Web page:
Florida has an especially troublesome history with voter purges, but now the trouble is headed back toward the chief architects. On April 1, the United States Court of Appeals for the Eleventh Circuit found that Gov. Rick Scott’s voter purge of suspected non-citizens in 2012 violated the National Voter Registration Act (NVRA), because systematic removal programs are barred within 90 days of a federal election. This came just days after Secretary of State Ken Detzner did an about-face and called off his 2014 plans.

In the final hours of its legislative session, thanks to a flaw in the bill language, Georgia looked poised to take the early voting days for municipal elections down to ZERO. Because staunch advocates like the League of Women Voters closely monitored the bill and sprang into action when that fatal flaw was discovered, the session adjourned on March 20 with early voting intact. As the League's Kelli Persons noted:

The message here is that it's very important . . . to pay attention to what's happening at the local level[.]

Even in North Carolina, where the Moral Mondays movement began and challenges to voting reach far and wide, there's been a victory of sorts. On March 27, US Magistrate Judge Joi Elizabeth Peake ruled that lawmakers must release correspondence related to the formation of the state's new voter ID law, saying that though some records might be shielded, many are considered public. We need transparency as this case moves forward.

There is much more work to be done to enact needed reforms and to step up and counter threats when the right to vote is under attack – but we can win, and let's not forget that.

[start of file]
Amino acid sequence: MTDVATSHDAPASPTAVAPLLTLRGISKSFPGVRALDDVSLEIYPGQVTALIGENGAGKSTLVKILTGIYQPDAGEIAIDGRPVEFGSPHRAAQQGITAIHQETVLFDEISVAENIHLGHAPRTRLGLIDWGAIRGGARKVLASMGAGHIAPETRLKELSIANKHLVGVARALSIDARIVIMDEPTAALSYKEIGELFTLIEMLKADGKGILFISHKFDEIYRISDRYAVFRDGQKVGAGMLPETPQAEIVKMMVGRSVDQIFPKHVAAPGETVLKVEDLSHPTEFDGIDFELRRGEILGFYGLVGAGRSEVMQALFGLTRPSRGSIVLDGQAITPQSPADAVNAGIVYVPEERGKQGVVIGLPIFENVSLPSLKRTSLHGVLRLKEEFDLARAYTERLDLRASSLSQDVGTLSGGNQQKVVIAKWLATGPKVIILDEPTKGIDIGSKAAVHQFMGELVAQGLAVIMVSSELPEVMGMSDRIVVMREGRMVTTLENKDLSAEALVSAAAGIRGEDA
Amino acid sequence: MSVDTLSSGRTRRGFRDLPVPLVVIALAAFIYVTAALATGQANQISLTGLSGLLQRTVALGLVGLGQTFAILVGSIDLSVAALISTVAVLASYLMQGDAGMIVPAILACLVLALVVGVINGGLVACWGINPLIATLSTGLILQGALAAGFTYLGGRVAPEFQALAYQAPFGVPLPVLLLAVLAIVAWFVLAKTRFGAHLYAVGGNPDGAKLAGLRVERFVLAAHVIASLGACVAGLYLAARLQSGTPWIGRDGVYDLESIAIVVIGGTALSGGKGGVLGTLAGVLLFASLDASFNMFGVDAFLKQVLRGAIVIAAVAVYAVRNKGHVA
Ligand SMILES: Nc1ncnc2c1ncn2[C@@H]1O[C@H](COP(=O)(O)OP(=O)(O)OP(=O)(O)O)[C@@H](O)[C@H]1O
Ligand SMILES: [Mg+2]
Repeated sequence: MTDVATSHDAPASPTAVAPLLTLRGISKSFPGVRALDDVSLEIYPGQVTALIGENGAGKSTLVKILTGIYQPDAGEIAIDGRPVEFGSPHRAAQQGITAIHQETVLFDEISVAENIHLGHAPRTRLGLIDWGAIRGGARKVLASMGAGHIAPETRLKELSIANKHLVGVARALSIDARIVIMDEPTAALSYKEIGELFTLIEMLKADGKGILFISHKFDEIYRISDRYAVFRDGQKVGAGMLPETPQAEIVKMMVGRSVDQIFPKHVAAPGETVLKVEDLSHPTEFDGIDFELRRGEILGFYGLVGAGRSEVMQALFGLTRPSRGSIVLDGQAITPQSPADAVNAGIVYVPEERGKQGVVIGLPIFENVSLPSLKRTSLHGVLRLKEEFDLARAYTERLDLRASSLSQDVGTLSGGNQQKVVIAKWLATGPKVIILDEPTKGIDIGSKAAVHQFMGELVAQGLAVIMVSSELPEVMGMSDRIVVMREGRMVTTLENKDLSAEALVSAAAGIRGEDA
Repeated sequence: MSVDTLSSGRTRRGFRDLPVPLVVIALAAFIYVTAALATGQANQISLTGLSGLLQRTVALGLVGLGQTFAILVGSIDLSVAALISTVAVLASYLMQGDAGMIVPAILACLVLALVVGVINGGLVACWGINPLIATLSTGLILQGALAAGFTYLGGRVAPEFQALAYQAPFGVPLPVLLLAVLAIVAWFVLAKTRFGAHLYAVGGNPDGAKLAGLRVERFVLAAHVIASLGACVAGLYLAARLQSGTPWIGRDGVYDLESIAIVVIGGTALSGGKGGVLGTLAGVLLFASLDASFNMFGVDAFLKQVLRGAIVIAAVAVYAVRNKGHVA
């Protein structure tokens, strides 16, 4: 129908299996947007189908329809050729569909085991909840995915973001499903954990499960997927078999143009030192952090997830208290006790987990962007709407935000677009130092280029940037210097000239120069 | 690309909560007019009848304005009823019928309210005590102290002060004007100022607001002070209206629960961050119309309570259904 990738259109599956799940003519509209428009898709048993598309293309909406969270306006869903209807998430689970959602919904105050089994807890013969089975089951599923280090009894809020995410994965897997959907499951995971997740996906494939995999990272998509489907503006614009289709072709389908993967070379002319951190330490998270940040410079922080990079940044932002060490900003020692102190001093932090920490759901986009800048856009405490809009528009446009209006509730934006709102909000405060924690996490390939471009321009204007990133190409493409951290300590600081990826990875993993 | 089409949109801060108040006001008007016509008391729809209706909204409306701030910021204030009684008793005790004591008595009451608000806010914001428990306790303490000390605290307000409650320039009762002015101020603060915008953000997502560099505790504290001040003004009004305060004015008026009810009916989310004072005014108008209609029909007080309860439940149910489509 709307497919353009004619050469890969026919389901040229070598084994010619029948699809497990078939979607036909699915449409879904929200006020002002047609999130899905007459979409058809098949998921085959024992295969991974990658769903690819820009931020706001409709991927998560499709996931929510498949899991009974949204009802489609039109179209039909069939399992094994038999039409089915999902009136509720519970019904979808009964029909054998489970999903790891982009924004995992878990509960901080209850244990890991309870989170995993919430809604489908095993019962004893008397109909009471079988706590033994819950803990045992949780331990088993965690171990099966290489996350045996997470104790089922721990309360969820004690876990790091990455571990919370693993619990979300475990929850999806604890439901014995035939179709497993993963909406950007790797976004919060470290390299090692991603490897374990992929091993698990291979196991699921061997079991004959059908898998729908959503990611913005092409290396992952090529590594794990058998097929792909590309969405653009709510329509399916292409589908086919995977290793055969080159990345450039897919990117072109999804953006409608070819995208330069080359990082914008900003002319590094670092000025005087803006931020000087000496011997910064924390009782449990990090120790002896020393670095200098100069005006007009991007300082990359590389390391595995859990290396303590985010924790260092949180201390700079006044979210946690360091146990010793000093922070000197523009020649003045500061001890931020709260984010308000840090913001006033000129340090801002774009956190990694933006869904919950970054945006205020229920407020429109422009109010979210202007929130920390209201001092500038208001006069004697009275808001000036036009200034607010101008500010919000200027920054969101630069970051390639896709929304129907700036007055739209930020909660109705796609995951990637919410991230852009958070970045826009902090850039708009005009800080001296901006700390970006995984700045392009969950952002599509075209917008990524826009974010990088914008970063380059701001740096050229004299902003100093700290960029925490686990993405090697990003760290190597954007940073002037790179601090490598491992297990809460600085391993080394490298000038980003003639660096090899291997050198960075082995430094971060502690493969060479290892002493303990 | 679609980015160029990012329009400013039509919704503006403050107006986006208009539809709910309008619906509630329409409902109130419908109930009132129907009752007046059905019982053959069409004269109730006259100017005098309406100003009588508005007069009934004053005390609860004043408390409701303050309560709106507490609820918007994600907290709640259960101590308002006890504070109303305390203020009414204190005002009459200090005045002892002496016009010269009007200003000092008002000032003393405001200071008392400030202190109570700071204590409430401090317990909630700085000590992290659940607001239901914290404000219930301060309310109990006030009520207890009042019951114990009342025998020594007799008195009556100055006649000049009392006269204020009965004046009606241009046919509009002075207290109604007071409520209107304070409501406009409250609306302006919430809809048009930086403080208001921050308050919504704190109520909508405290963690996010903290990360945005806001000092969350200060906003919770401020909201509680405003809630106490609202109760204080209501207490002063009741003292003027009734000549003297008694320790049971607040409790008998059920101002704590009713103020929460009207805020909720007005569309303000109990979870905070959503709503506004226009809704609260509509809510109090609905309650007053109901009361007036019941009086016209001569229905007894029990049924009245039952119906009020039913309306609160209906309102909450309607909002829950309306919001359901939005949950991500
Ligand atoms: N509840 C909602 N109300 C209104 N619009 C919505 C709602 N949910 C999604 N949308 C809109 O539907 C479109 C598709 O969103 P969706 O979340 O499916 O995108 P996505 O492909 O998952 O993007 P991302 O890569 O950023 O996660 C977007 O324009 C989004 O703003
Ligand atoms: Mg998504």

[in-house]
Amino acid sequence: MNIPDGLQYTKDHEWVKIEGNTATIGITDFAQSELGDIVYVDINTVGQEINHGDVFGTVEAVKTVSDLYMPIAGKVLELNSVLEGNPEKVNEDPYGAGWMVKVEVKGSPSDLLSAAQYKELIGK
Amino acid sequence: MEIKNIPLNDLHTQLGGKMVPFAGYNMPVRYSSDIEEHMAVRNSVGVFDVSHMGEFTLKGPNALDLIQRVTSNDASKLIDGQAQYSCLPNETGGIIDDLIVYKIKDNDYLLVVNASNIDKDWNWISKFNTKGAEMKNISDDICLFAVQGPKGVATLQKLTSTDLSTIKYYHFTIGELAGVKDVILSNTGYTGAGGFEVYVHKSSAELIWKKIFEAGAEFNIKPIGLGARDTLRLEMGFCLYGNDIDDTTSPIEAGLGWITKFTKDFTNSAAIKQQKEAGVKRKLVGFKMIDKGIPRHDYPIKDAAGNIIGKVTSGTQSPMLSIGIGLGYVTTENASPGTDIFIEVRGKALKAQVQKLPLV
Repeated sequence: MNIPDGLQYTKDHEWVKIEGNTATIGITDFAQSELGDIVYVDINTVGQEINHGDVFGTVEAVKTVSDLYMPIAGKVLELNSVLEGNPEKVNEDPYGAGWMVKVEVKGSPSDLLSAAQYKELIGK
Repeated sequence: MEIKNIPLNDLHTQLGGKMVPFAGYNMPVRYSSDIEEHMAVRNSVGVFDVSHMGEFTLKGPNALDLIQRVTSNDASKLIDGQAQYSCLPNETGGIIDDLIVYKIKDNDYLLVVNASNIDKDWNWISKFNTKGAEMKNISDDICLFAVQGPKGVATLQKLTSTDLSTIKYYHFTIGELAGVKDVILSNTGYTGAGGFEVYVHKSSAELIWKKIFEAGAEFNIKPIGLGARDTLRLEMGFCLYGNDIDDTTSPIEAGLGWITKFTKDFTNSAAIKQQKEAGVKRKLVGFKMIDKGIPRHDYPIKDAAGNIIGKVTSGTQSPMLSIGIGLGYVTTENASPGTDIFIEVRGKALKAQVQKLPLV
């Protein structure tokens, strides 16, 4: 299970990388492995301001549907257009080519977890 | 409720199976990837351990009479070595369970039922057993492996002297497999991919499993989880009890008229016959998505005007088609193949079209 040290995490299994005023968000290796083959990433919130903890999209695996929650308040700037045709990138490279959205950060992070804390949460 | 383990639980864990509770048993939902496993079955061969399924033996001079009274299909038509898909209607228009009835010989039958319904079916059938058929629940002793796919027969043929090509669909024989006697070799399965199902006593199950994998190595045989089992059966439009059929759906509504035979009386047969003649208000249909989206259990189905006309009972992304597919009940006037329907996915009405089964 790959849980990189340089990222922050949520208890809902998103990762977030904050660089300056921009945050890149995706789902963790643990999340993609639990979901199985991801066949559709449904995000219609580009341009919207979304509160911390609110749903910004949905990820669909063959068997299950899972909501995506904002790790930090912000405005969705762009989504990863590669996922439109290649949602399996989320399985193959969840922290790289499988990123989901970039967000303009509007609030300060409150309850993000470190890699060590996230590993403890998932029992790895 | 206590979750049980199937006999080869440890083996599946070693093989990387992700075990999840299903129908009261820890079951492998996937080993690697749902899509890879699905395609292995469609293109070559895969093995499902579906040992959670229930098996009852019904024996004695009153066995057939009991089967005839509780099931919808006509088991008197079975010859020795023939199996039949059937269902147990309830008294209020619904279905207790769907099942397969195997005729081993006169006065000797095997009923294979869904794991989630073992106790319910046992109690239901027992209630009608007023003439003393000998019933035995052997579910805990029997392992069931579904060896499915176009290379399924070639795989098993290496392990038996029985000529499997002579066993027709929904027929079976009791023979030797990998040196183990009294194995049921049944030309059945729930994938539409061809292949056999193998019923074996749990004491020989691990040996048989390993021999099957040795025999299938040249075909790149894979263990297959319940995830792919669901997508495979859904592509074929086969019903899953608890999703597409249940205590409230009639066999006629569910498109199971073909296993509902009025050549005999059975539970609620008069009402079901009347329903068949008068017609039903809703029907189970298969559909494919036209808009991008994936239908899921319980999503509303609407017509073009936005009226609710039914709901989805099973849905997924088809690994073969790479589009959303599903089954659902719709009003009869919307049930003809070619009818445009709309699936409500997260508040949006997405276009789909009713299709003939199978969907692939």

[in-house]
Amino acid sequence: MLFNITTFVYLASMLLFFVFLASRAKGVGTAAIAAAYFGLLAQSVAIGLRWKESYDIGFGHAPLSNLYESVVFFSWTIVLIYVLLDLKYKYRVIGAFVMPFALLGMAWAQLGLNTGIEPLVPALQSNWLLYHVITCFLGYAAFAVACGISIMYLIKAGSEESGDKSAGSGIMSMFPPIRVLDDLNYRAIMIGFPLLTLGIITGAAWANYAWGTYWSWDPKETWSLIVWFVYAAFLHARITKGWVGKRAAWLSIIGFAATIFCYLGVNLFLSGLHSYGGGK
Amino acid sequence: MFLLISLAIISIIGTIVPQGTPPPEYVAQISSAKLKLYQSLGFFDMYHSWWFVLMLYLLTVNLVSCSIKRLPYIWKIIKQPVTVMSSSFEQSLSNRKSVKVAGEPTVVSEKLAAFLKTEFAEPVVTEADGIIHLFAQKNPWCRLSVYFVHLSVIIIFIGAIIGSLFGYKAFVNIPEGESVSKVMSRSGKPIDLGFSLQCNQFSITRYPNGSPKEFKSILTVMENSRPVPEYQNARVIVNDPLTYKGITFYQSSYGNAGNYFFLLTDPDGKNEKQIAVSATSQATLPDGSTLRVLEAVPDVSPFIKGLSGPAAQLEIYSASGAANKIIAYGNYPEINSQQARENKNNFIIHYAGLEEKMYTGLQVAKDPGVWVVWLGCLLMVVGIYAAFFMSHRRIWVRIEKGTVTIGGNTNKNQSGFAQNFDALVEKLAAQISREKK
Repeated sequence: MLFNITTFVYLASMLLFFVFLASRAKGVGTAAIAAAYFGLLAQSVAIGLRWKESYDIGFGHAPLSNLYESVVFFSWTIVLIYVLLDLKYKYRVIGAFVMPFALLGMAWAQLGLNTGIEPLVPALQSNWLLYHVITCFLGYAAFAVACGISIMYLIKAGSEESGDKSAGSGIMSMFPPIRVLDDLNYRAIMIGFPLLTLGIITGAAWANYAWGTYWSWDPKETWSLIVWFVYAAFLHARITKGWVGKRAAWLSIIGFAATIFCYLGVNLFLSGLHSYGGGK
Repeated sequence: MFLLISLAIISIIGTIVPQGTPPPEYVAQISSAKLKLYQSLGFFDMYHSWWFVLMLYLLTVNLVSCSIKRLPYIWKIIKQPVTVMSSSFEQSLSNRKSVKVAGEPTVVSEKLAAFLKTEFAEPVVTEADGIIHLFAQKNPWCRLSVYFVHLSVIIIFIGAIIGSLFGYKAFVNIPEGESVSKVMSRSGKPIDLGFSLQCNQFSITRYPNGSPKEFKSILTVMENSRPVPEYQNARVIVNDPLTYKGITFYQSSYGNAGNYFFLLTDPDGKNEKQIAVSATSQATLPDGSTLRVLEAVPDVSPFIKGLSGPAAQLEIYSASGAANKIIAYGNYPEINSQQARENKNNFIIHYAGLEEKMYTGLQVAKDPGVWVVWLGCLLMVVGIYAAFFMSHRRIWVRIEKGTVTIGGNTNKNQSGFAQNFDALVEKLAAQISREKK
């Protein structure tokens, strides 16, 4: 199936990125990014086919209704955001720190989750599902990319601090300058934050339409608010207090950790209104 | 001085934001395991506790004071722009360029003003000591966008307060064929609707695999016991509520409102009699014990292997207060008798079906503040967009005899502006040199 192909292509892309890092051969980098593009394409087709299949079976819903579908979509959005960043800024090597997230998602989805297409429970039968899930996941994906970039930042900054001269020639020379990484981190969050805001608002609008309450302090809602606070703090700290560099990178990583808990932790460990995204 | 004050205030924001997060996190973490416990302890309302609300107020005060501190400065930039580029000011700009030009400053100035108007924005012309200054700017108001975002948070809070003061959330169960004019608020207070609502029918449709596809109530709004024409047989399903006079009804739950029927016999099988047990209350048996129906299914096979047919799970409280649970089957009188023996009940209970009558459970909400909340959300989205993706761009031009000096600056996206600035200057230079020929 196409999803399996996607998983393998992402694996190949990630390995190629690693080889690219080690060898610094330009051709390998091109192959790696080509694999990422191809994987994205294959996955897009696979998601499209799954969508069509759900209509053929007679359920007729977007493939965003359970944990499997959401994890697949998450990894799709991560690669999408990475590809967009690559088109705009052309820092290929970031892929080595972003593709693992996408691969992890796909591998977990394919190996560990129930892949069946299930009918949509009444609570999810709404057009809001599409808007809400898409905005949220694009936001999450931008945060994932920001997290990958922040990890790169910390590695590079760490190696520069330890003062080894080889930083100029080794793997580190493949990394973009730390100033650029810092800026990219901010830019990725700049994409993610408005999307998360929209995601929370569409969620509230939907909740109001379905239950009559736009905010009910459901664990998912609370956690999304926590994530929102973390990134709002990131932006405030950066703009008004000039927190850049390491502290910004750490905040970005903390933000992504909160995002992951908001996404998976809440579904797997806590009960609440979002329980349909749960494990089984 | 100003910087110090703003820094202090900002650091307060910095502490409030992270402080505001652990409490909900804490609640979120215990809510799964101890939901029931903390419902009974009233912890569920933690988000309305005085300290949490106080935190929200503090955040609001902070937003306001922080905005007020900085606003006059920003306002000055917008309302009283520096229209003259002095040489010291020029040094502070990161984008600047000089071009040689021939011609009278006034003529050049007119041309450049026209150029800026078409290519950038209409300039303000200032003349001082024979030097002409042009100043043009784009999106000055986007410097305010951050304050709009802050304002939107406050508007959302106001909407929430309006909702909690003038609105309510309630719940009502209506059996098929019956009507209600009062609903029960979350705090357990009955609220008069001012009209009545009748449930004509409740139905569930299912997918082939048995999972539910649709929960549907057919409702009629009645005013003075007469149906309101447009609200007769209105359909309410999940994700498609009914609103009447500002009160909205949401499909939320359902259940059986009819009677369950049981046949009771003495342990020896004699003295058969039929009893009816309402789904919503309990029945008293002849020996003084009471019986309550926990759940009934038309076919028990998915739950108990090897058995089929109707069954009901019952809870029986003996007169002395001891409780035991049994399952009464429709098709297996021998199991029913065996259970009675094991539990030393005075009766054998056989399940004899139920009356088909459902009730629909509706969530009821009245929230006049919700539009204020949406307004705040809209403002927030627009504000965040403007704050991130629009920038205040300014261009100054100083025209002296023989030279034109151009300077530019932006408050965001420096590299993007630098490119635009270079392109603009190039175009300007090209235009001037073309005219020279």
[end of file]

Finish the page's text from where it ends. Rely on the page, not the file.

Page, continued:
Check out PFAW’s website for more voting rights updates.

PFAW

McCutcheon v. FEC Response Rally Hosted by People For The American Way at the Supreme Court

Within hours of the Supreme Court issuing its decision in McCutcheon v. FEC, People For the American Way organized a rapid response protest, the first of over 140 that are taking place across the country today. 

The protest featured key movement leaders from Congress and a wide range of advocacy organizations, all of whom were outraged about the Roberts Court’s disregard for democratic safeguards, like those gutted in McCutcheon v. FEC.

Emceed by People For the American Way’s Diallo Brooks and concluded by People For’s Drew Courtney, the rally featured Senator Bernie Sanders [VT], Representative Keith Ellison [MN-5], and Representative Ted Deutch [FL-19], as well as Jotaka Eaddy of the NAACP, Michael Russo of US PIRG, Steve Cobble of Free Speech For People, Nick Nyhart of Public Campaign, George Kohl of Communication Workers of America, Miles Rappaport of Common Cause, Erich Pica of Friends of the Earth, and Courtney Hight of the Sierra Club.